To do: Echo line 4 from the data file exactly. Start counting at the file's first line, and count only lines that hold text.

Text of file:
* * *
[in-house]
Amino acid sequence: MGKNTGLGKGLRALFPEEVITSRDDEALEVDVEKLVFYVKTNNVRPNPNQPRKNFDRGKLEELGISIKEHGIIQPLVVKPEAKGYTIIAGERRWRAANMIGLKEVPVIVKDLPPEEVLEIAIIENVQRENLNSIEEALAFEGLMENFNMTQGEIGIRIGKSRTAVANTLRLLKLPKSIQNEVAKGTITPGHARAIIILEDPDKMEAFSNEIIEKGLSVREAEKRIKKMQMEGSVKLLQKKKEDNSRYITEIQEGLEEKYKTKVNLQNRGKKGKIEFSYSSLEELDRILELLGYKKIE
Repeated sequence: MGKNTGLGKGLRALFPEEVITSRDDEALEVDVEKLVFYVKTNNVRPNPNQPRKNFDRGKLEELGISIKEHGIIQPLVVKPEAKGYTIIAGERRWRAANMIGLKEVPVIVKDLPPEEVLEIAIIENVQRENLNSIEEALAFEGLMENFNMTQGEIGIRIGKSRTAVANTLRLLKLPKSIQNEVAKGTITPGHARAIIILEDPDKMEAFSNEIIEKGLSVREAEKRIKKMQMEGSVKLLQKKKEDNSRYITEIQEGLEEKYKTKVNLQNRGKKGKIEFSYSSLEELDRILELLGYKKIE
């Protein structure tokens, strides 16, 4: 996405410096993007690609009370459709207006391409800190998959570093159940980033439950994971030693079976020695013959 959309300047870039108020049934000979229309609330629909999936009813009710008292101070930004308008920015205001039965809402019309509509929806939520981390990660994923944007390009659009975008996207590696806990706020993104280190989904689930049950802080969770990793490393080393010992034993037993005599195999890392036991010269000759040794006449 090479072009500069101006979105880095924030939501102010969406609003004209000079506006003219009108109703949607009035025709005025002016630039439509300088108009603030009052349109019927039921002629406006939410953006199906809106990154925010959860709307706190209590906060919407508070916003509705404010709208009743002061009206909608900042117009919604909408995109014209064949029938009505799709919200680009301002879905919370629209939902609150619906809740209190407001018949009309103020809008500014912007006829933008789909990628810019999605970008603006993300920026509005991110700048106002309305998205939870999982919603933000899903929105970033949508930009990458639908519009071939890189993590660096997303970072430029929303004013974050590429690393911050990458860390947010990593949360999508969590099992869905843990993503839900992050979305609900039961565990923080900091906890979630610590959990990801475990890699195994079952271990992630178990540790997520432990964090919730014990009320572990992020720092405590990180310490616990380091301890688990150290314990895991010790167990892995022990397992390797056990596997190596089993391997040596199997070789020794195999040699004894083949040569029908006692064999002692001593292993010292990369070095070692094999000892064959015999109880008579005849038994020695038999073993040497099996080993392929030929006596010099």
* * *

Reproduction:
């Protein structure tokens, strides 16, 4: 996405410096993007690609009370459709207006391409800190998959570093159940980033439950994971030693079976020695013959 959309300047870039108020049934000979229309609330629909999936009813009710008292101070930004308008920015205001039965809402019309509509929806939520981390990660994923944007390009659009975008996207590696806990706020993104280190989904689930049950802080969770990793490393080393010992034993037993005599195999890392036991010269000759040794006449 090479072009500069101006979105880095924030939501102010969406609003004209000079506006003219009108109703949607009035025709005025002016630039439509300088108009603030009052349109019927039921002629406006939410953006199906809106990154925010959860709307706190209590906060919407508070916003509705404010709208009743002061009206909608900042117009919604909408995109014209064949029938009505799709919200680009301002879905919370629209939902609150619906809740209190407001018949009309103020809008500014912007006829933008789909990628810019999605970008603006993300920026509005991110700048106002309305998205939870999982919603933000899903929105970033949508930009990458639908519009071939890189993590660096997303970072430029929303004013974050590429690393911050990458860390947010990593949360999508969590099992869905843990993503839900992050979305609900039961565990923080900091906890979630610590959990990801475990890699195994079952271990992630178990540790997520432990964090919730014990009320572990992020720092405590990180310490616990380091301890688990150290314990895991010790167990892995022990397992390797056990596997190596089993391997040596199997070789020794195999040699004894083949040569029908006692064999002692001593292993010292990369070095070692094999000892064959015999109880008579005849038994020695038999073993040497099996080993392929030929006596010099």